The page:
Progressive Moon Jae-in elected president in South Korea, favors dialogue with North Korea

Moon Jae-in favors greater dialogue, negotiation with Pyongyang.

May 9, 2017, 12:39 PM

SEOUL, South Korea -- Moon Jae-in, a longtime opposition leader who favors opening a dialogue with North Korea, is claiming victory as South Korea's next president, ending a decade of conservative rule.

Moon, 64, from the progressive Democratic Party, is leading in exit polls by a large margin over his two main rivals, conservative Hong Joon-pyo and Ahn Cheol-soo.

So far, 75 percent of the votes have been counted, with Moon garnering 39.8 percent, Hong at 25.7 percent and Ahn at 21.4 percent. Hong and Ahn have already conceded. The official announcement of the winner will be made early Wednesday morning.

Moon is replacing former President Park Geun-hye in a by-election after she was impeached in March. Her five-year term was to end in February 2018, but after a series of political scandals, she is in jail awaiting trial on charges of corruption.

Born to a poor family that fled North Korea and settled in a small island in South Gyeongsang province, Moon started his career as a radical pro-democracy activist and a human rights lawyer.

He served as a senior secretary to then-President Roh Moo-Hyun from 2005 to 2006, then as his chief of staff from 2007 to 2008.

Moon's administration is expected to take a softer approach in dealing with North Korea, signaling a possibly turbulent ride for U.S.-South Korea relations.

Public sentiment in South Korea has begun to sour toward Washington after President Trump said last month that Seoul should be paying for the Terminal High Altitude Area Defense (THAAD) missile defense system, contradicting an agreement between South Korea and the U.S. in which Seoul would provide only land and infrastructure support. The progressives voiced discontent, saying that the U.S. bullied South Korea into hosting the system and then demanded the country foot the $1 billion bill.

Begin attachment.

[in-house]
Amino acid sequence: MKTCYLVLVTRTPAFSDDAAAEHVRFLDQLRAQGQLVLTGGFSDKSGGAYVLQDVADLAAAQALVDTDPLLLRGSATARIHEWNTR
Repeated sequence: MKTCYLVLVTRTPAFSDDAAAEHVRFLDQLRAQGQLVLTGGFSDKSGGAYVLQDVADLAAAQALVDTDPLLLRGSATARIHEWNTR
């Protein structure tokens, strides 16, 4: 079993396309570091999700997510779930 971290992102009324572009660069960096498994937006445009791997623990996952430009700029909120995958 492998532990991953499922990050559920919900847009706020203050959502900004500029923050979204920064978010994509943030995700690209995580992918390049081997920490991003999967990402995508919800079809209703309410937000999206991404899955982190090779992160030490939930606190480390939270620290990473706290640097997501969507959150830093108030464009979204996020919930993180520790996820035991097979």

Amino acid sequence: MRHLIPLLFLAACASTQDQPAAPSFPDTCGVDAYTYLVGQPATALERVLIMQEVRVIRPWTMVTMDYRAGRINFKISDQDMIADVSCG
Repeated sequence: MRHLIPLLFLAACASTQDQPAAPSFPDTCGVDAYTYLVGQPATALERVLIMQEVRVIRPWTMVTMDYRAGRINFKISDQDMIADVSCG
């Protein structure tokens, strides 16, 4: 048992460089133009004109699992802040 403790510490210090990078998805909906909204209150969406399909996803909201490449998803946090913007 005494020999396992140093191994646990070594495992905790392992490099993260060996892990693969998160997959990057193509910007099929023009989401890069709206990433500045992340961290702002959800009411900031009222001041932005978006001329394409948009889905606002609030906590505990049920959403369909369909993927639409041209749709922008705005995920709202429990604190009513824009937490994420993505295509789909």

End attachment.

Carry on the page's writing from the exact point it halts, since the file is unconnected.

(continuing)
Moon said the previous conservative government's hard-line approach to North Korea failed to prevent Pyongyang from developing nuclear bombs and missile programs. He favors engagement and greater dialogue. He repeatedly pledged during his campaign that South Korea would have an independent voice in the international community.

North Korea has consistently supported Moon's victory, with its state media on Tuesday encouraging South Korean voters to "judge the puppet group of conservatives."

The new administration will likely reopen the Kaesong Industrial Complex, an inter-Korean industrial park in North Korea, which Park shut down last year to increase pressure on Pyongyang.

ABC News' Yoo Hong and Sooji Nam contributed to this report.

Related Topics